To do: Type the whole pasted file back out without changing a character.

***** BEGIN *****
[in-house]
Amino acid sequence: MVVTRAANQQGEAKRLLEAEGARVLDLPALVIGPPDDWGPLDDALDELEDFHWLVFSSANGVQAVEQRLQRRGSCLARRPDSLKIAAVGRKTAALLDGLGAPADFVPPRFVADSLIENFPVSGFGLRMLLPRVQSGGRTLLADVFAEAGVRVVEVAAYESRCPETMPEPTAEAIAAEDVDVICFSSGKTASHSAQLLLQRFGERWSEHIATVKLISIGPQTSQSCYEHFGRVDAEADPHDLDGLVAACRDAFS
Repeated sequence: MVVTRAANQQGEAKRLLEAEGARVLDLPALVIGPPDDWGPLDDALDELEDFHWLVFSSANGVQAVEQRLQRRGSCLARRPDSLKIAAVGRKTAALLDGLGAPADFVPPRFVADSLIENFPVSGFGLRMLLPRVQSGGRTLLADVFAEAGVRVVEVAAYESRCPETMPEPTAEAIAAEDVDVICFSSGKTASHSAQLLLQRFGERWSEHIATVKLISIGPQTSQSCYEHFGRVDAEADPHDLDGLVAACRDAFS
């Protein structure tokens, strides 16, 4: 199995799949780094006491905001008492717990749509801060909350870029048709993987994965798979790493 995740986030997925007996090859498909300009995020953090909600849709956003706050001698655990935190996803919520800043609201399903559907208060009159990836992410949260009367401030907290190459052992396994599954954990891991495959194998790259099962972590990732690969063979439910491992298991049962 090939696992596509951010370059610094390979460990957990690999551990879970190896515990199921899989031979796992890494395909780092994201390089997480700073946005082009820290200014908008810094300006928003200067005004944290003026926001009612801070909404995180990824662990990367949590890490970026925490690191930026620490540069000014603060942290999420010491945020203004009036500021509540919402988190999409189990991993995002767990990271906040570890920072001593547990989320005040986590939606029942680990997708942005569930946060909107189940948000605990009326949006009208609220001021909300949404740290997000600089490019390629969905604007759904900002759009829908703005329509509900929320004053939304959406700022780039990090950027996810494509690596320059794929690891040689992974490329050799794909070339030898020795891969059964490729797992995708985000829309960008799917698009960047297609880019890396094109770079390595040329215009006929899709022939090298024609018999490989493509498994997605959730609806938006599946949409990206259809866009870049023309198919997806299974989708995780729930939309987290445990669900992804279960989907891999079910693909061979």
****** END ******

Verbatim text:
[in-house]
Amino acid sequence: MVVTRAANQQGEAKRLLEAEGARVLDLPALVIGPPDDWGPLDDALDELEDFHWLVFSSANGVQAVEQRLQRRGSCLARRPDSLKIAAVGRKTAALLDGLGAPADFVPPRFVADSLIENFPVSGFGLRMLLPRVQSGGRTLLADVFAEAGVRVVEVAAYESRCPETMPEPTAEAIAAEDVDVICFSSGKTASHSAQLLLQRFGERWSEHIATVKLISIGPQTSQSCYEHFGRVDAEADPHDLDGLVAACRDAFS
Repeated sequence: MVVTRAANQQGEAKRLLEAEGARVLDLPALVIGPPDDWGPLDDALDELEDFHWLVFSSANGVQAVEQRLQRRGSCLARRPDSLKIAAVGRKTAALLDGLGAPADFVPPRFVADSLIENFPVSGFGLRMLLPRVQSGGRTLLADVFAEAGVRVVEVAAYESRCPETMPEPTAEAIAAEDVDVICFSSGKTASHSAQLLLQRFGERWSEHIATVKLISIGPQTSQSCYEHFGRVDAEADPHDLDGLVAACRDAFS
């Protein structure tokens, strides 16, 4: 199995799949780094006491905001008492717990749509801060909350870029048709993987994965798979790493 995740986030997925007996090859498909300009995020953090909600849709956003706050001698655990935190996803919520800043609201399903559907208060009159990836992410949260009367401030907290190459052992396994599954954990891991495959194998790259099962972590990732690969063979439910491992298991049962 090939696992596509951010370059610094390979460990957990690999551990879970190896515990199921899989031979796992890494395909780092994201390089997480700073946005082009820290200014908008810094300006928003200067005004944290003026926001009612801070909404995180990824662990990367949590890490970026925490690191930026620490540069000014603060942290999420010491945020203004009036500021509540919402988190999409189990991993995002767990990271906040570890920072001593547990989320005040986590939606029942680990997708942005569930946060909107189940948000605990009326949006009208609220001021909300949404740290997000600089490019390629969905604007759904900002759009829908703005329509509900929320004053939304959406700022780039990090950027996810494509690596320059794929690891040689992974490329050799794909070339030898020795891969059964490729797992995708985000829309960008799917698009960047297609880019890396094109770079390595040329215009006929899709022939090298024609018999490989493509498994997605959730609806938006599946949409990206259809866009870049023309198919997806299974989708995780729930939309987290445990669900992804279960989907891999079910693909061979």